A treacherous Himalayan expedition, the agit-punk of art collective Pussy Riot, and 100 years of steelmaking on film – this year’s Sheffield Doc/Fest gets underway with a diverse three-film opening night that begins in the city’s Crucible Theatre and ends in the darkness of a cave in the Peak District.
First up, The Big Melt is a tribute to the steel industry and its century of representation on film, featuring a live soundtrack by Jarvis Cocker and collaborator Martin Wallace. Receiving its world premiere, the film returns us to the fiery furnaces of our industrial past, fusing archive film from the BFI with what the programme calls “a new kind of heavy metal music”.
Pussy Riot – A Punk Prayer is the story of the controversial performance by feminist punk-rock collective Pussy Riot in a Moscow cathedral in 2012 that culminated in three of its members being arrested on charges of religious hatred. The focus of international media attention and a cause célèbre for human rights organisations, only one of the three, Katia, has subsequently been released from prison. She will be taking part in a Skype interview after the screening.
Meanwhile, the Devil’s Arse, a cavern deep in the Peak District boasting Europe’s largest cave opening, plays host to a screening of The Summit, Nick Ryan’s investigative documentary about a disastrous attempt to scale the summit of K2 in 2008, which resulted in the loss of the lives of 11 climbers.
Among other world premieres are A Fragile Trust: Plagiarism, Power, and Jayson Blair at the New York Times, a documentary about an NYT reporter in the early 2000s who was found to be plagiarising and fabricating stories; Here Was Cuba tells the story of the 1962 Cuban Missile Crisis; and there’s more postwar paranoia afoot in Mirage Men, about a man whose life was destroyed following his call to the US Air Force to report UFO sightings. In Project Wild Thing, filmmaker David Bond, as marketing director for nature, makes it his business to sell a new wonder product called ‘nature’ to children who spend too much time on the sofa.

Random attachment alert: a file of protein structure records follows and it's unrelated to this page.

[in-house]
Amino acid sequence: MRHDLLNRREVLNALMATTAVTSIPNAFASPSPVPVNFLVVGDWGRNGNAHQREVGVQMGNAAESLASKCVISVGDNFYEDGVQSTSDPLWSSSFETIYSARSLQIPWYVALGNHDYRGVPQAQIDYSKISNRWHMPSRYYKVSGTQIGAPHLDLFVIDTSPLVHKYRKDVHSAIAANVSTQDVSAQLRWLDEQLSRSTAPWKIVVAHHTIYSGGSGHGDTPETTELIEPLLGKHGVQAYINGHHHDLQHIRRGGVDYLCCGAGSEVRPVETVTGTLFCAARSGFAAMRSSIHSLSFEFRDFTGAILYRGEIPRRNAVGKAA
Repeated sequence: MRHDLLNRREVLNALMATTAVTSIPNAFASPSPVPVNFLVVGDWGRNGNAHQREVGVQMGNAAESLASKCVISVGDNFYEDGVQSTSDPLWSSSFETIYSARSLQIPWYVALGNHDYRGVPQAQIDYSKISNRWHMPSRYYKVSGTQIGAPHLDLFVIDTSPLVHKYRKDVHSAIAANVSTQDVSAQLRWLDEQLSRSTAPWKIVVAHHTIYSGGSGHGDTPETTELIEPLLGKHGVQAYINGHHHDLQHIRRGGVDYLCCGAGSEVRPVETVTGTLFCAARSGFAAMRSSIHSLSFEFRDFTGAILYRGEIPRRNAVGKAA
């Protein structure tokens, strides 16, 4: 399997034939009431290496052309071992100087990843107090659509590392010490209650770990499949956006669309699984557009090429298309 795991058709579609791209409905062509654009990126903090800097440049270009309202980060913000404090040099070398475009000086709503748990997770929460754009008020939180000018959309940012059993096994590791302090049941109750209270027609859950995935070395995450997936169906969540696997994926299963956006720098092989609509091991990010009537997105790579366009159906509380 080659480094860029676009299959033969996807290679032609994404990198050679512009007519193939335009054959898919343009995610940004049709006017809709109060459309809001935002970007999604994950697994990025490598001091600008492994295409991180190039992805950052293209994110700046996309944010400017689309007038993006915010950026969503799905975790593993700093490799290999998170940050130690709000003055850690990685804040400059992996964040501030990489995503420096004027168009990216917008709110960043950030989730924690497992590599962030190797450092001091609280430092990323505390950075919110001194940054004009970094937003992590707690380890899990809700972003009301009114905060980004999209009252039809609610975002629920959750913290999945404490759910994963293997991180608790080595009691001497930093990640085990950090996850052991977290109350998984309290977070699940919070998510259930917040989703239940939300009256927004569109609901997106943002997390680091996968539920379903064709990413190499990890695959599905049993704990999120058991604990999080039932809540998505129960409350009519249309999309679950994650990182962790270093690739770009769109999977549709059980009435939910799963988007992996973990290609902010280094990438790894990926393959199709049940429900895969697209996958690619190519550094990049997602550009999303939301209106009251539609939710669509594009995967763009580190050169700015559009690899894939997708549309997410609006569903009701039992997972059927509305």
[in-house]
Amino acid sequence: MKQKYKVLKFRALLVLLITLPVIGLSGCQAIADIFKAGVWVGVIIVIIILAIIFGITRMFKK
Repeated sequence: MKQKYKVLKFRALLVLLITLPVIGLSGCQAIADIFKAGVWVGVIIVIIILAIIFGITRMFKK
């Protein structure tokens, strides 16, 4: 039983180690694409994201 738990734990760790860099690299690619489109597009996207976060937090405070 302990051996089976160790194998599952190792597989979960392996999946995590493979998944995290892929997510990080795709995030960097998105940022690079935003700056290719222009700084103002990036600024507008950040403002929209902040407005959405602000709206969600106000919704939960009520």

Over five days, from 12-16 June 2013, the festival takes in 120 features and shorts, organised across competition and thematic strands. This year the strands include Behind the Beats, showcasing the best new music documentaries from around the world; Best of British, highlighting homegrown non-fiction fare; Global Encounters, which spreads its net around the world; Resistance, the home for documentary activism and protest; and the pick of new sports docs are screening in This Sporting Life. Iconoclastic Japanese filmmaker Shohei Imamura is the subject of this year’s Doc/Fest retrospective.
Doc/Fest also boasts an extensive programme of public and industry events. For the first time ever, this year the BFI Film Fund is holding documentary pitching sessions. A shortlist of filmmakers seeking funding from the BFI will pitch their projects to a panel of industry experts from the BFI Film Fund, Doc/Fest, Picturehouse and SXSW festival. The new process recognises the increase in theatrically-released documentaries and renewed industry interest in the form, and addresses an increase in documentary proposals to the BFI. The pitches will take place in front of an audience of delegates, with the aim to provide insight into the funding application process and help increase understanding of what makes a great theatrical documentary.
Sheffield-born Michael Palin will be in conversation with Miranda Sawyer about his popular, globe-roaming TV documentaries; Melvyn Bragg will discuss the role of arts programming on TV; Alan Yentob will be recounting experiences from his career as a BBC TV executive and presenter; and Sir Trevor McDonald will chair a panel discussion on ‘The Art of Access – From Palaces to Prisons’. Meanwhile, following a world premiere screening of his new documentary Particle Fever, about the discovery of the ‘God Particle’, there will be a masterclass with famed editor Walter Murch, known for his work with Francis Ford Coppola.
Looking to the future, the festival has a particular focus on interactivity this year, beginning with the Crossover Interactive Summit. Curated by Mark Atkin, the summit looks at filmmakers who have embraced new technologies, switching from one technological platform – films, video games, apps, social media – to another. “Since I arrived seven years ago,” says Doc/Fest director Heather Croall, “the festival has grown exponentially and we’ve done that by making sure we stay ahead of the curve. At Doc/Fest we always strive to broaden the term ‘documentary’ to deliver a programme that celebrates the form across all platforms.”
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